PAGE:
Unlike Romania, before 1970, the French Civil code established a ‘paternal authority’ as the father had the exclusive authority on the children, because the mother was considered as a ‘minor’ and could not make decisions regarding herself and the children. The wife was subordinate to her husband who was the head of the family.

Since then, the women have been emancipated by their husband and the equality between men and women regarding the parental authority has been progressively established. Now, parental authority puts mothers and fathers equals regarding the education of their child. The 2002 reform for establishing the principle of co-parenting is a guarantee on share in parental responsibility and also it allow to protect and preserve the bond between children and parents: ‘Each father and mother have to maintain relationship with his child and respect the relationship that the other parent have with his child.’

  • Divorce and parental authority :

In France, the exercise of common parental responsibility and authority is an obligation related to the divorce. It means that even if the spouses are no longer married, the parental couple need to survive in order to educate and provide benefits to their child.

  • In case of cohabitation breakup :

There is no change, even if the parents are not married, if the child had two parents, they have to provide education, benefits as if they were married. Because in the French legislation, the situation of the children is not attached to the situation of the parents (if they are married or not).

  • Alimony and child custody :

Since 2002, the child can live alternatively with both parents. It means that one week out of two the child will lives with his mother and the other week he will lives with his father. If the child is alternately living with both parents, there is no need to alimony. But if the child is not living alternately with both parents, the parent, who has no child custody has to contribute to the child maintenance by giving alimony to the other parent. The alimony is fixed either by agreement of both parents or by the court taking into account the income of both parents. The amount of alimony is fixed by the judge but it can change, for example if the mother or the father have to pay a certain amount of money for the alimony but is fired by his employer, he can adapt the amount of money that shall be given. Also, it exists a legal scale to facilitate establishment of the amount of the alimony.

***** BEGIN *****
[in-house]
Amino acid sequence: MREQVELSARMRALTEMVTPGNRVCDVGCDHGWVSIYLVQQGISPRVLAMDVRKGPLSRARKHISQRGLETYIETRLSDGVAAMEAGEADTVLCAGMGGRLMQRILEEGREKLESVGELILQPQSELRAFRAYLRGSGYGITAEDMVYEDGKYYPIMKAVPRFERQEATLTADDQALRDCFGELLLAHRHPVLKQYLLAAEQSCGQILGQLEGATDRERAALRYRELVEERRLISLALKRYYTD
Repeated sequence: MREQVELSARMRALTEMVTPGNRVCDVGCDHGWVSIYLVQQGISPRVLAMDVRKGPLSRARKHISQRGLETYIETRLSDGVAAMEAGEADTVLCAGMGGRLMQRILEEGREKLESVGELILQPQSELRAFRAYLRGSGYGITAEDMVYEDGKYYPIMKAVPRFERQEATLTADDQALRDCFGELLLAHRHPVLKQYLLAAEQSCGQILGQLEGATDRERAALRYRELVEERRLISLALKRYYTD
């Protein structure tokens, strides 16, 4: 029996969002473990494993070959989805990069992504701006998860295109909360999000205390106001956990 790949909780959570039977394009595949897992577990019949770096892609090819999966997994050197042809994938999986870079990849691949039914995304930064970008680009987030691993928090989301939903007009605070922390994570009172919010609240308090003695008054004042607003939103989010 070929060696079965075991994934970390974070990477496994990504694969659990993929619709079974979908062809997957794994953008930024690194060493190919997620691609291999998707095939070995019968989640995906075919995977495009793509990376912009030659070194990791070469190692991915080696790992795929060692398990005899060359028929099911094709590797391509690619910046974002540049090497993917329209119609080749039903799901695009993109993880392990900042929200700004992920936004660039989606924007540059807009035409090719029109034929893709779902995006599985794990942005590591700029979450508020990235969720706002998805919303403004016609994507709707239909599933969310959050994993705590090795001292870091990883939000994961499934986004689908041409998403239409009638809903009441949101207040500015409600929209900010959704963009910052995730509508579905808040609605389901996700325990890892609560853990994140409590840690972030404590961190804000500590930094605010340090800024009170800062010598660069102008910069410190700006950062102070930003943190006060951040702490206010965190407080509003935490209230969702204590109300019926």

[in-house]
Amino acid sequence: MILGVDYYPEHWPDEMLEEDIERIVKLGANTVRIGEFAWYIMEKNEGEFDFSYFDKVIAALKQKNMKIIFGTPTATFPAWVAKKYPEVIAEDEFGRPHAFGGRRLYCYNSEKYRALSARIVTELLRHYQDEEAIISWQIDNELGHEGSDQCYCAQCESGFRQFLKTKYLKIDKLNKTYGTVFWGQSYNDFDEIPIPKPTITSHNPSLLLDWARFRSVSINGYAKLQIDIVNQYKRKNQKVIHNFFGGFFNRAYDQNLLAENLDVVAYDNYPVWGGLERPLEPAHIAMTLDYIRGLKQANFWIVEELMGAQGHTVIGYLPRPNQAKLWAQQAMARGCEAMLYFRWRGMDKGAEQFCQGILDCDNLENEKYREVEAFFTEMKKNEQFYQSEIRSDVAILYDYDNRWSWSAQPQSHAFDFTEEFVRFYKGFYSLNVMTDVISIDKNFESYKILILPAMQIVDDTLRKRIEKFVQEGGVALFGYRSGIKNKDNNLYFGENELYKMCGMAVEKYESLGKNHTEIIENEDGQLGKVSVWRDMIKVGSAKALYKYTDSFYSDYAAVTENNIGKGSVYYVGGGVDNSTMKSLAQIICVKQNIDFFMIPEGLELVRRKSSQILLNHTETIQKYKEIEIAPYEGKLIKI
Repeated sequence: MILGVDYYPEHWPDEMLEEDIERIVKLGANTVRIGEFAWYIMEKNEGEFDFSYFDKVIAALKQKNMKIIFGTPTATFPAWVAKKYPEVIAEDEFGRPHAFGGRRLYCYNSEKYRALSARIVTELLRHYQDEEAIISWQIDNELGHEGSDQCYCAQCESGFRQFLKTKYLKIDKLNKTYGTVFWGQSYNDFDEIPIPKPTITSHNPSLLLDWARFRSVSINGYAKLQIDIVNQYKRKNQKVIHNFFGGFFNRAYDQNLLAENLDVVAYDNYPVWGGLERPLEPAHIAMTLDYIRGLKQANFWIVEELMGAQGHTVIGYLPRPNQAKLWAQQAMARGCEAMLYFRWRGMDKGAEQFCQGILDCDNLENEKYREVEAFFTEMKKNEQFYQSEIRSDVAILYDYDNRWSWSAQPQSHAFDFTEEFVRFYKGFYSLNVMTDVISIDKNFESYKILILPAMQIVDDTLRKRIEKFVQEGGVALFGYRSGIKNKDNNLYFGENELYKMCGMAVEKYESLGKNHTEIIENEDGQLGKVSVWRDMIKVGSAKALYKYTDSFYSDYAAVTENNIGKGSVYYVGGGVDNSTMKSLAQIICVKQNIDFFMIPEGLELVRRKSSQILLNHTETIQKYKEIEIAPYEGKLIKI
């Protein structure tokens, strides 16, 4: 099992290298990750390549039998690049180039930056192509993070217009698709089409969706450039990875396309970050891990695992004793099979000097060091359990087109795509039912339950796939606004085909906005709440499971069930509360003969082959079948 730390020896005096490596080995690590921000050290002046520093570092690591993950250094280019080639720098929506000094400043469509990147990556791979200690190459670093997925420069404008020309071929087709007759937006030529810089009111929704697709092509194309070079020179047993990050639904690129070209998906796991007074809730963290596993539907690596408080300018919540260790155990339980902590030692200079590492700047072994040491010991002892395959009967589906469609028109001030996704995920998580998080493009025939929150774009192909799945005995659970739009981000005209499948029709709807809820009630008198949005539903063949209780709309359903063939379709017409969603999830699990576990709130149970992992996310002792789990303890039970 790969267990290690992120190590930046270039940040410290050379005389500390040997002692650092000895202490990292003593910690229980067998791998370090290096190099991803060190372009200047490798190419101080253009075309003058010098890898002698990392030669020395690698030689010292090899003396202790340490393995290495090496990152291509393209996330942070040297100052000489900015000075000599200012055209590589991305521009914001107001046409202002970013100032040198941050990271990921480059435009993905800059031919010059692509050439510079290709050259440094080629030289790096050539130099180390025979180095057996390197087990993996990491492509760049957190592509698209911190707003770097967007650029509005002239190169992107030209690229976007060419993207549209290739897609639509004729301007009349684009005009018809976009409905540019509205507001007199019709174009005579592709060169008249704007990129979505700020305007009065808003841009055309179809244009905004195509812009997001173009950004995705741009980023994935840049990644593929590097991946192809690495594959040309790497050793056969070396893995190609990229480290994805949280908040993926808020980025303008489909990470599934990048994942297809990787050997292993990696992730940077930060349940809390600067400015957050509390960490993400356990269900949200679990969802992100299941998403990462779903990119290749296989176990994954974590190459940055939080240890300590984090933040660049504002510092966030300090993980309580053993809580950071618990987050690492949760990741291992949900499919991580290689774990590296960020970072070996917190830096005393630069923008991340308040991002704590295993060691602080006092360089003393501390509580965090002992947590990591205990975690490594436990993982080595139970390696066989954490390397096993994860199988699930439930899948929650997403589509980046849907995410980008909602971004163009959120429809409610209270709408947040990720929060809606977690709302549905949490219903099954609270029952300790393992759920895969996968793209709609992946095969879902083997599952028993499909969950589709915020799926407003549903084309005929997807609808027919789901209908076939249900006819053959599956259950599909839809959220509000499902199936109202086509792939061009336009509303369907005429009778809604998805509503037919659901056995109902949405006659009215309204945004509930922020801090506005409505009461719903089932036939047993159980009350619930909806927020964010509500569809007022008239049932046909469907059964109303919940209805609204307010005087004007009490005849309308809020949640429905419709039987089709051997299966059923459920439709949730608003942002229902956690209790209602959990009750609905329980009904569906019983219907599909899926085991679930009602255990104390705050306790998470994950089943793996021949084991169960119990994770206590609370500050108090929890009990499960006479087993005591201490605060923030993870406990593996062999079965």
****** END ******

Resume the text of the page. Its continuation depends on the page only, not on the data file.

Concerning the child’s custody, it is possible to change the establishment of the visiting rights and the alimony. Of course the children will grow up and their needs will increased (school, university, etc.)



I chose to work on this topic first of all because it is something personal, and also that is useful to know. Divorce and separation of free union are related to the parental responsibility and reach many people because of the play down of those situations. As it can be seen, the legislation and the directives are still incomplete and depend more or less on the sovereignty of the member-states of the European Union. Some basic principles are built, but they are not efficient in all the countries or even if these principles are agreed it takes many times to change the mindset of people.

Nevertheless, the impact of those situations is directly related to children. They are not responsible for the situation, if parents decided to get divorced they have not their say. But as far as I know, this situation will change their lives: because of living just with one parent, because of the possible dispute between the parents, because of maybe cutting back their spending habits, etc. Most of the effects linked to the breakup or the divorce are also linked with the child. We do not have to ignore the interests of the child. During the childhood, the adolescence, children are shaping their personality, and a break up or a divorce between the parents seems to affect them. That is why, joint custody is a necessity as far as possible. If sharing custody is too complicated for the child, parents need to agree to drop out and accept to see their children less often for his interest because living a life between two places can also be difficult for them, sometimes more than seeing less one parent.



[1] Sometimes in case of abuse, the joint custody can be questioned : the judges can take measures like reduce a parent’s visitation hours, prevent overnight visits, require supervised visitation for example.



About the Author:13457561_10209375273445175_1706691445_n

Agathe Marmuse,

Legal intern,

2nd year student

Law Faculty, Catholic University of Lille,